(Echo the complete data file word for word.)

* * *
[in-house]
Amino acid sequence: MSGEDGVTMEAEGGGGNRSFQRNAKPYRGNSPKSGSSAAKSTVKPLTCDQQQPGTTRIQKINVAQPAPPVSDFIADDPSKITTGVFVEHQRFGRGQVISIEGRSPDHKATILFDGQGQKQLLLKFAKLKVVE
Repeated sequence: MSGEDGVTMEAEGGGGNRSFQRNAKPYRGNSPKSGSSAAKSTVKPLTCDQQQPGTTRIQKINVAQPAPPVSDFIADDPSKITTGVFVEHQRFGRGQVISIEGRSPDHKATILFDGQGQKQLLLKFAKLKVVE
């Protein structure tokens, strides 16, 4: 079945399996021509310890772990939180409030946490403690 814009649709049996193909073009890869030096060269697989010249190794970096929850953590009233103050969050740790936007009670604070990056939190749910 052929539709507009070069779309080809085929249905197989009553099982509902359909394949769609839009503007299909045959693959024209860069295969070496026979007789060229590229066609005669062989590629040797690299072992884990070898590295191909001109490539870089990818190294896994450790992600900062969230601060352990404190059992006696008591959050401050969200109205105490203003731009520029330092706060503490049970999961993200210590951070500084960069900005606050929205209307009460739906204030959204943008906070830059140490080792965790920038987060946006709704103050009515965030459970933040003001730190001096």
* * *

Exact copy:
[in-house]
Amino acid sequence: MSGEDGVTMEAEGGGGNRSFQRNAKPYRGNSPKSGSSAAKSTVKPLTCDQQQPGTTRIQKINVAQPAPPVSDFIADDPSKITTGVFVEHQRFGRGQVISIEGRSPDHKATILFDGQGQKQLLLKFAKLKVVE
Repeated sequence: MSGEDGVTMEAEGGGGNRSFQRNAKPYRGNSPKSGSSAAKSTVKPLTCDQQQPGTTRIQKINVAQPAPPVSDFIADDPSKITTGVFVEHQRFGRGQVISIEGRSPDHKATILFDGQGQKQLLLKFAKLKVVE
């Protein structure tokens, strides 16, 4: 079945399996021509310890772990939180409030946490403690 814009649709049996193909073009890869030096060269697989010249190794970096929850953590009233103050969050740790936007009670604070990056939190749910 052929539709507009070069779309080809085929249905197989009553099982509902359909394949769609839009503007299909045959693959024209860069295969070496026979007789060229590229066609005669062989590629040797690299072992884990070898590295191909001109490539870089990818190294896994450790992600900062969230601060352990404190059992006696008591959050401050969200109205105490203003731009520029330092706060503490049970999961993200210590951070500084960069900005606050929205209307009460739906204030959204943008906070830059140490080792965790920038987060946006709704103050009515965030459970933040003001730190001096």